What is economics?
What can - and can't - it explain about the world?
Why does it matter?
Ha-Joon Chang teaches economics at Cambridge University, and writes a column for the Guardian. The Observer called his book 23 Things They Don't Tell You About Capitalism, which was a no.1 bestseller, 'a witty and timely debunking of some of the biggest myths surrounding the global economy.' He won the Wassily Leontief Prize for advancing the frontiers of economic thought, and is a vocal critic of the failures of our current economic system.
Ha-Joon Chang's 23 Things They Don't Tell You About Capitalism turns received economic wisdom on its head to show you how the world really works.
In this revelatory book, Ha-Joon Chang destroys the biggest myths of our times and shows us an alternative view of the world, including:
<ul><li>There's no such thing as a 'free' market</li><li>Globalization isn't making the world richer</li><li>We don't live in a digital world - the washing machine has changed lives more than the internet</li><li>Poor countries are more entrepreneurial than rich ones</li><li>Higher paid managers don't produce better results</li></ul>
We don't have to accept things as they are any longer. Ha-Joon Chang is here to show us there's a better way.
'Lively, accessible and provocative ... read this book' <br /> Sunday Times
'A witty and timely debunking of some of the biggest myths surrounding the global economy' <br /> Observer
'The new kid on the economics block ... Chang's iconoclastic attitude has won him fans' <br /> Independent on Sunday
'Lucid ... audacious ... increasingly influential ... will provoke physical symptoms of revulsion if you are in any way involved in high finance'
'Important ... persuasive ... an engaging case for a more caring era of globalization' <br /> Financial Times
'A must-read ... incisive and entertaining' <br /> New Statesman Books of the Year
Ha-Joon Chang is a Reader in the Political Economy of Development at the University of Cambridge. He is author of Kicking Away the Ladder: Development Strategy in Historical Perspective, which won the 2003 Gunnar Myrdal Prize, and Bad Samaritans: Rich Nations, Poor Policies and the Threat to the Developing World. Since the beginning of the 2008 economic crisis, he has been a regular contributor to the Guardian, and a vocal critic of the failures of our economic system.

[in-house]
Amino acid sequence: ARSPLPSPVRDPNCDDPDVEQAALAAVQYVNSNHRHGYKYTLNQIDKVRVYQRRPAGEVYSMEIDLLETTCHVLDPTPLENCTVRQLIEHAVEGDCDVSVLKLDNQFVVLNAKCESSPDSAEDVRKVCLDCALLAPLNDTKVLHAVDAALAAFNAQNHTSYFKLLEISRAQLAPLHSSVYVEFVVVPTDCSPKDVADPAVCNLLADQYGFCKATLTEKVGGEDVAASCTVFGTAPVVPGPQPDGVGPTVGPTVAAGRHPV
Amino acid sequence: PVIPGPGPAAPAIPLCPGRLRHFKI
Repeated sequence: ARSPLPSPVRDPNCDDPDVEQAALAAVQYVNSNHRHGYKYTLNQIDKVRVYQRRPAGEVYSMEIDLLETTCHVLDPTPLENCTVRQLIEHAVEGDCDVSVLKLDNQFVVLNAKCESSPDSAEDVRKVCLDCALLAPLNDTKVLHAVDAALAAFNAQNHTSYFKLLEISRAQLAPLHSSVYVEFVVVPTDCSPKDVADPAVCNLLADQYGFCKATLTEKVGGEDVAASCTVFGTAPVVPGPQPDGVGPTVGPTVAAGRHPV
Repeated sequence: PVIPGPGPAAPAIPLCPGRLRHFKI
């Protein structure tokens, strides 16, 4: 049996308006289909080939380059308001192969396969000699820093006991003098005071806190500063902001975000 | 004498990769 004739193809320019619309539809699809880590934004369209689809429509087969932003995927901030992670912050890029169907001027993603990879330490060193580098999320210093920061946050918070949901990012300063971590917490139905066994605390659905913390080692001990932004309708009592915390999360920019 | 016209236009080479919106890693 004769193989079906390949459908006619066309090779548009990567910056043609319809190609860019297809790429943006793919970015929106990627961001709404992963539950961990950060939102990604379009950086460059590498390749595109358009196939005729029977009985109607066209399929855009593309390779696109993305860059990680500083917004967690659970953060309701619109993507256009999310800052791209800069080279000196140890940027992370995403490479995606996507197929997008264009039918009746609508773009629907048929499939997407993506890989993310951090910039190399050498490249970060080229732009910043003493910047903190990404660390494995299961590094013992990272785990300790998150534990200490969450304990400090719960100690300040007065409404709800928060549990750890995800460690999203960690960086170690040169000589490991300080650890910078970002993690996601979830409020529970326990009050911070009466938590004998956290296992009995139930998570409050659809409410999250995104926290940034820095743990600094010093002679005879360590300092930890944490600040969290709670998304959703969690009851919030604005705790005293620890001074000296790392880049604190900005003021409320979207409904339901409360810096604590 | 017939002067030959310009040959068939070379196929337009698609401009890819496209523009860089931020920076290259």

It's rare that a book appears with a fresh perspective on world affairs, but renowned economist Ha-Joon Chang has some startlingly original things to say about the future of globalization. In theory, he argues, the world's wealthiest countries and supra-national institutions like the IMF, World Bank and WTO want to see all nations developing into modern industrial societies. In practice, though, those at the top are 'kicking away the ladder' to wealth that they themselves climbed.
Why? Self-interest certainly plays a part. But, more often, rich and powerful governments and institutions are actually being 'Bad Samaritans': their intentions are worthy but their simplistic free-market ideology and poor understanding of history leads them to inflict policy errors on others. Chang demonstrates this by contrasting the route to success of economically vibrant countries with the very different route now being dictated to the world's poorer nations. In the course of this, he shows just how muddled the thinking is in such key areas as trade and foreign investment. He shows that the case for privatisation and against state involvement is far from proven. And he explores the ways in which attitudes to national cultures and political ideologies are obscuring clear thinking and creating bad policy. Finally, he argues the case for new strategies for a more prosperous world that may appall the 'Bad Samaritans'.
Born in South Korea, Ha-Joon Chang is a specialist in development economics and Reader in the Political Economy of Development at the University of Cambridge. In 2005, Chang was awarded the Wassily Leontief Prize for Advancing the Frontiers of Economic Thought. He is author of Kicking Away the Ladder: Development Strategy in Historical Perspective (2002), which won the 2003 Gunnar Myrdal Prize, and Bad Samaritans: Rich Nations, Poor Policies and the Threat to the Developing World (2007).